Do You Have to Include Child Support When Applying for Georgia Medicaid?


Although Medicaid is a federal program, each state has its own eligibility criteria and guidelines for Medicaid. In Georgia, applicants deemed eligible for Medicaid must fall within the income limits to receive coverage, though it is common to wonder if child support payments are counted as income.

Sources of Income

In Georgia, all sources of income are included. Earned and unearned income are calculated to determine your total gross income each month. Child support payments received by you or any other household members are considered unearned income. Additional sources of unearned income include interest from bank accounts or investments and Social Security payments.

Income Limits

Georgia Medicaid determines the income guidelines by comparing the household size with a percentage of the Federal Poverty Level. The federal government sets income limits to define the Federal Poverty Level (FPL) annually. Families are limited to an income of 100 percent of the FPL. If you are applying exclusively for children, the income limits are higher. For children ages 1 through 5, the income threshold is 133 percent of the FPL. Families with children under age 19 and who have an income 185 percent of FPL may qualify for low cost health insurance through the Georgia Right from the Start Medicaid program.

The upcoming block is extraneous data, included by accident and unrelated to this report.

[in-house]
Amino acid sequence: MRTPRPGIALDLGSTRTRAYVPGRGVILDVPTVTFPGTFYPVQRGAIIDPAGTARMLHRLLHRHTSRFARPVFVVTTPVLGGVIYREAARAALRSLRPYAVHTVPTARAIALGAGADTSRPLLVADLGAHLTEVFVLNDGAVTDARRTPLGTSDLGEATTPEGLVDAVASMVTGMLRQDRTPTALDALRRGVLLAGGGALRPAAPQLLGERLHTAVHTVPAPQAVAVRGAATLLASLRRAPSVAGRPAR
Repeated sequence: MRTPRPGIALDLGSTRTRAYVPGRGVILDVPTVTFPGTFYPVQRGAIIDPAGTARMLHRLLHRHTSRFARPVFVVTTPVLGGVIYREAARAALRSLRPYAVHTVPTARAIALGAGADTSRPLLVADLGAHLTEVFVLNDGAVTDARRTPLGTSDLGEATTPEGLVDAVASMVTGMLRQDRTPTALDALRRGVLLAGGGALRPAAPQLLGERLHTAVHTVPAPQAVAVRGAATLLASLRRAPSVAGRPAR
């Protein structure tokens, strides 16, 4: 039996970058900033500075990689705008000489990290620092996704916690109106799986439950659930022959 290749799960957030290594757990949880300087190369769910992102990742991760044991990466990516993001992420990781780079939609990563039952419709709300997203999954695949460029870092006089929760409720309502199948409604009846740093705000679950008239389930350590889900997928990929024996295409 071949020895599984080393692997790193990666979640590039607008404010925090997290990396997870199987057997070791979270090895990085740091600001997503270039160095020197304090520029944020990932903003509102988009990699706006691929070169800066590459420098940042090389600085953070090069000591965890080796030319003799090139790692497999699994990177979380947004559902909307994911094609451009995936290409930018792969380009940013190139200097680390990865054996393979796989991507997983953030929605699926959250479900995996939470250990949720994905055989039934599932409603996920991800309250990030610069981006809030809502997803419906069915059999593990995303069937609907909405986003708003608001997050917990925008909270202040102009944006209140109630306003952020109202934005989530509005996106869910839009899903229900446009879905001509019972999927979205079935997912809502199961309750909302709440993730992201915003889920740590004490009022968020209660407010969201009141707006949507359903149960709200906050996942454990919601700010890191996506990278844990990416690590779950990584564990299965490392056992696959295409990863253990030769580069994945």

Proof of Child Support

Documents are typically required to provide proof of all sources of income. If you receive court-ordered child support, provide a copy of the court order. You can also contact the local courthouse or child support enforcement agency for the payment history. Sometimes the amount received is not equal to the amount paid. If you are receiving less than what you are owed, child support payments stop or you experience any other change in income, report the change to Georgia Family and Children Services within 10 days (see "Resources").

Cooperation with Child Support Enforcement

You are required to cooperate with child support enforcement to receive benefits. If you are currently receiving child support from an absent parent without a court order, you will need to establish an official court order. Visit the local child support enforcement agency to initiate the process.

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